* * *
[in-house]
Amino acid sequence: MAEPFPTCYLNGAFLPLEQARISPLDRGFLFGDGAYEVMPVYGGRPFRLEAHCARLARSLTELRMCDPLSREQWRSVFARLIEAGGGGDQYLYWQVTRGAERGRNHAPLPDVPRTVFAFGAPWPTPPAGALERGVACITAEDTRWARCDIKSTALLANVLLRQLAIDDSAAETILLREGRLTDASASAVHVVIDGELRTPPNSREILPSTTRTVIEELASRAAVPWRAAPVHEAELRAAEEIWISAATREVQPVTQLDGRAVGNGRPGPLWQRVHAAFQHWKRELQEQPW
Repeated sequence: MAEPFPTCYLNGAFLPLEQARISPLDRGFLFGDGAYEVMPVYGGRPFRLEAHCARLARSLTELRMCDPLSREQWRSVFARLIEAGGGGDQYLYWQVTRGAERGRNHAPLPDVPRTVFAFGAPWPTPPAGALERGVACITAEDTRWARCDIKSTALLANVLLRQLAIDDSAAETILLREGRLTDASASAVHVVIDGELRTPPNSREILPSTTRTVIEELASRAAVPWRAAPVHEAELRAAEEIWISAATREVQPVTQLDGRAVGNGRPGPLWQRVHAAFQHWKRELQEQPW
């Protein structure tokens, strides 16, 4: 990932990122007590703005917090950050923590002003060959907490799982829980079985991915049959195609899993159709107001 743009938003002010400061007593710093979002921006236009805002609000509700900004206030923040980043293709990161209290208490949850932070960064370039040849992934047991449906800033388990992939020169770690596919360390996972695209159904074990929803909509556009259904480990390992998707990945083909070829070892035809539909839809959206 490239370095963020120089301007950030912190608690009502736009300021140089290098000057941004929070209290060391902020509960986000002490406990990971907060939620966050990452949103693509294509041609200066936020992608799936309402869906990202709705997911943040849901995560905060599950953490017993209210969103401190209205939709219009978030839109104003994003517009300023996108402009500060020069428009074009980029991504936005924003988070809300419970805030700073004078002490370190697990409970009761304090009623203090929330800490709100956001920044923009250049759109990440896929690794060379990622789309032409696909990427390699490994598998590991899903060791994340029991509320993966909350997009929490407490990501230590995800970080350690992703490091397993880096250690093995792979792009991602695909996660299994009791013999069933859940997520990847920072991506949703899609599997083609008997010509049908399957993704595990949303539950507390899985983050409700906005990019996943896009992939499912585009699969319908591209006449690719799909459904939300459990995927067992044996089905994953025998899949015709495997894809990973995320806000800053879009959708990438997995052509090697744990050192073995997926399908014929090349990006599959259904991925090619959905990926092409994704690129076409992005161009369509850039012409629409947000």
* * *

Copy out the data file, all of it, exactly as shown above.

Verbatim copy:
[in-house]
Amino acid sequence: MAEPFPTCYLNGAFLPLEQARISPLDRGFLFGDGAYEVMPVYGGRPFRLEAHCARLARSLTELRMCDPLSREQWRSVFARLIEAGGGGDQYLYWQVTRGAERGRNHAPLPDVPRTVFAFGAPWPTPPAGALERGVACITAEDTRWARCDIKSTALLANVLLRQLAIDDSAAETILLREGRLTDASASAVHVVIDGELRTPPNSREILPSTTRTVIEELASRAAVPWRAAPVHEAELRAAEEIWISAATREVQPVTQLDGRAVGNGRPGPLWQRVHAAFQHWKRELQEQPW
Repeated sequence: MAEPFPTCYLNGAFLPLEQARISPLDRGFLFGDGAYEVMPVYGGRPFRLEAHCARLARSLTELRMCDPLSREQWRSVFARLIEAGGGGDQYLYWQVTRGAERGRNHAPLPDVPRTVFAFGAPWPTPPAGALERGVACITAEDTRWARCDIKSTALLANVLLRQLAIDDSAAETILLREGRLTDASASAVHVVIDGELRTPPNSREILPSTTRTVIEELASRAAVPWRAAPVHEAELRAAEEIWISAATREVQPVTQLDGRAVGNGRPGPLWQRVHAAFQHWKRELQEQPW
């Protein structure tokens, strides 16, 4: 990932990122007590703005917090950050923590002003060959907490799982829980079985991915049959195609899993159709107001 743009938003002010400061007593710093979002921006236009805002609000509700900004206030923040980043293709990161209290208490949850932070960064370039040849992934047991449906800033388990992939020169770690596919360390996972695209159904074990929803909509556009259904480990390992998707990945083909070829070892035809539909839809959206 490239370095963020120089301007950030912190608690009502736009300021140089290098000057941004929070209290060391902020509960986000002490406990990971907060939620966050990452949103693509294509041609200066936020992608799936309402869906990202709705997911943040849901995560905060599950953490017993209210969103401190209205939709219009978030839109104003994003517009300023996108402009500060020069428009074009980029991504936005924003988070809300419970805030700073004078002490370190697990409970009761304090009623203090929330800490709100956001920044923009250049759109990440896929690794060379990622789309032409696909990427390699490994598998590991899903060791994340029991509320993966909350997009929490407490990501230590995800970080350690992703490091397993880096250690093995792979792009991602695909996660299994009791013999069933859940997520990847920072991506949703899609599997083609008997010509049908399957993704595990949303539950507390899985983050409700906005990019996943896009992939499912585009699969319908591209006449690719799909459904939300459990995927067992044996089905994953025998899949015709495997894809990973995320806000800053879009959708990438997995052509090697744990050192073995997926399908014929090349990006599959259904991925090619959905990926092409994704690129076409992005161009369509850039012409629409947000």